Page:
Kava has also been consumed as a social drink. The history of kava bars originated in New Caledonia, where young people wanted to have a place to meet and relax without drinking alcohol. Kava bars later expanded to Hawaii and have sprung up on islands in the Pacific and in some Western nations in recent years [29]. In the United States, for example, the number of kava bars increased by approximately 30% from 2012 to 2017 [16,30,31].

2.2. Kava Diversity

It is important to keep in mind that not all kava is equal in efficacy and safety and therefore it is critical to characterize a kava product with detailed knowledge of its preparation method and chemical composition. Many factors, ranging from cultivars, parts of the plant used, preparation methods, and solvents employed for extraction, affect the composition of the final kava products. The chemical components of kava with substantial reported biological activities are the kavalactones and flavokavains (Figure 3). Each class of compounds has unique properties aside from some overlaps in the reported biological effects. Most biological studies of kava have focused on the six major kavalactones (Figure 3a), which were reported to account for up to 20–50% of the dry weight of the kava root [32,33] and 96% of organic/lipid extracts [32]. Considering the importance of the kavalactones, it is not surprising that the critical factor contributing to the quality of kava comes from the relative concentrations of those six compounds. Flavokavains A, B and C are minor constituents even though they are generated through similar biosynthetic pathways as kavalactones (Figure 4) [34]. Given the recent reports of their biological activities (anticancer and hepatotoxic risk potentials), flavokavains may need to be included in quality control for kava products.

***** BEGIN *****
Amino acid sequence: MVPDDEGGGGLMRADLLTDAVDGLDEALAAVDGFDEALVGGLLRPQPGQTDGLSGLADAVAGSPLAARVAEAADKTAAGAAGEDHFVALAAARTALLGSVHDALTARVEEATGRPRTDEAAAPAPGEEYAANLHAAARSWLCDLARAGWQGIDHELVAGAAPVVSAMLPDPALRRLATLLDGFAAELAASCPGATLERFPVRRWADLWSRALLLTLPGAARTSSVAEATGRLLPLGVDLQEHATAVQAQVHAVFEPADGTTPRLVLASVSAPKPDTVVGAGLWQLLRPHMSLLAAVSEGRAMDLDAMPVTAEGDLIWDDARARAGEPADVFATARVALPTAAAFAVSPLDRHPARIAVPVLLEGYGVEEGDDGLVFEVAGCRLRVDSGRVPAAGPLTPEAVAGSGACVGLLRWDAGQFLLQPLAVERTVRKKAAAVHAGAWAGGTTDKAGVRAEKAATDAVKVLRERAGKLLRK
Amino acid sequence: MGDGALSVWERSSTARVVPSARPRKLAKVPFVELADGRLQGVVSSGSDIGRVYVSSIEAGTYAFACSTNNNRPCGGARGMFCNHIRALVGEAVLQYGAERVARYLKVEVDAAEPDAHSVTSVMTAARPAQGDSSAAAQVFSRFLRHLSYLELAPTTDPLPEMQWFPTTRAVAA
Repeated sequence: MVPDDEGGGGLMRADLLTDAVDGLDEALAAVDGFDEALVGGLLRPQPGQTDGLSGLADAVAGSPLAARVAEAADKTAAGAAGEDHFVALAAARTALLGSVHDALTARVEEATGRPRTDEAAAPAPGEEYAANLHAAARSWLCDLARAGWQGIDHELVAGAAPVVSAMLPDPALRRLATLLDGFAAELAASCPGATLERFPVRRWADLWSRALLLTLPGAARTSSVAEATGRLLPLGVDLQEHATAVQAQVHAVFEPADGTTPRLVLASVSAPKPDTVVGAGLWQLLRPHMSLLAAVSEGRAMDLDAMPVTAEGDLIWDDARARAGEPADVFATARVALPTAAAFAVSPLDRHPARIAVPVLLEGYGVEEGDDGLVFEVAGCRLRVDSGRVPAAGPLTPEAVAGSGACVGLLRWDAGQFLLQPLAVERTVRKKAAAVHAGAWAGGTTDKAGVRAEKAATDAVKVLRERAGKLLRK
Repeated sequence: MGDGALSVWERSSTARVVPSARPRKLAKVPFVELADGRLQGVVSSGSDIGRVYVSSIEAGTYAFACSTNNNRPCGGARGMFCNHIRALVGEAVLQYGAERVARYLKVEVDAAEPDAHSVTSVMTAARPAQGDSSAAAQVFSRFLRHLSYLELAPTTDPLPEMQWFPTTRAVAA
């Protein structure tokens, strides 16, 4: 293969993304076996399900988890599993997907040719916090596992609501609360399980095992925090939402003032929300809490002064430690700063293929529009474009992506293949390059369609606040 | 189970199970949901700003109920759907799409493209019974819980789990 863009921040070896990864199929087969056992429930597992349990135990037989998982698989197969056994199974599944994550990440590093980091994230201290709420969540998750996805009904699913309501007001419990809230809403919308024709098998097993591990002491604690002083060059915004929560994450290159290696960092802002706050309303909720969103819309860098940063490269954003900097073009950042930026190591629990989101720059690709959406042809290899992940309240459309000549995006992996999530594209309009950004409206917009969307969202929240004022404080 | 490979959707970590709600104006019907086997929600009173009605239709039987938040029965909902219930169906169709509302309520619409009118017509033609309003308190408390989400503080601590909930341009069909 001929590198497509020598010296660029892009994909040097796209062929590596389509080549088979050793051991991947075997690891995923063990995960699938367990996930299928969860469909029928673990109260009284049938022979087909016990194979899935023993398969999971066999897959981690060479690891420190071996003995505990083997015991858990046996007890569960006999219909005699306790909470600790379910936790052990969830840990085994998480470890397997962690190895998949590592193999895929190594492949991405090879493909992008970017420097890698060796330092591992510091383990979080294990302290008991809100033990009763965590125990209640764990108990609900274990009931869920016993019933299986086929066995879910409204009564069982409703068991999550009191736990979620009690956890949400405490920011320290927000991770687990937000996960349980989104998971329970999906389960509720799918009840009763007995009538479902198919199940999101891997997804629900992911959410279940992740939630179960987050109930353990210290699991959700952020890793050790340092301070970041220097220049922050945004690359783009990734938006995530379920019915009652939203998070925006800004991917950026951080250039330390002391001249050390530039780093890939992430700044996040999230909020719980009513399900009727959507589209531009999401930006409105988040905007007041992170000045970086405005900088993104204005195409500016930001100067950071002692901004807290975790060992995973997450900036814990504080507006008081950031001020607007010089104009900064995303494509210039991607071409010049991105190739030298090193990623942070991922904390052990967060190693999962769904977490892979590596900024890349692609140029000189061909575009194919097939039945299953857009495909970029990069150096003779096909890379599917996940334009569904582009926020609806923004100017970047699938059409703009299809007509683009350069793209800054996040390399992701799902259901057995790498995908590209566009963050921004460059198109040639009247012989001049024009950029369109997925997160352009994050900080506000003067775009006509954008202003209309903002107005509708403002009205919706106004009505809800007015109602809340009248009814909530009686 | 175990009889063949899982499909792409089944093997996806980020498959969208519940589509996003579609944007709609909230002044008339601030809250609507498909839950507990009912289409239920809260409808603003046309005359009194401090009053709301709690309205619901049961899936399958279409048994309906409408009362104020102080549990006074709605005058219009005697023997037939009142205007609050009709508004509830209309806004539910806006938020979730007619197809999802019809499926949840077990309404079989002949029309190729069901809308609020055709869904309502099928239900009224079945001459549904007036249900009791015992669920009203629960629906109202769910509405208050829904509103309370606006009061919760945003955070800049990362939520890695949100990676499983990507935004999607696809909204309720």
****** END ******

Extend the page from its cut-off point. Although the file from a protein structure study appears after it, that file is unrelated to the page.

2.2.1. Cultivars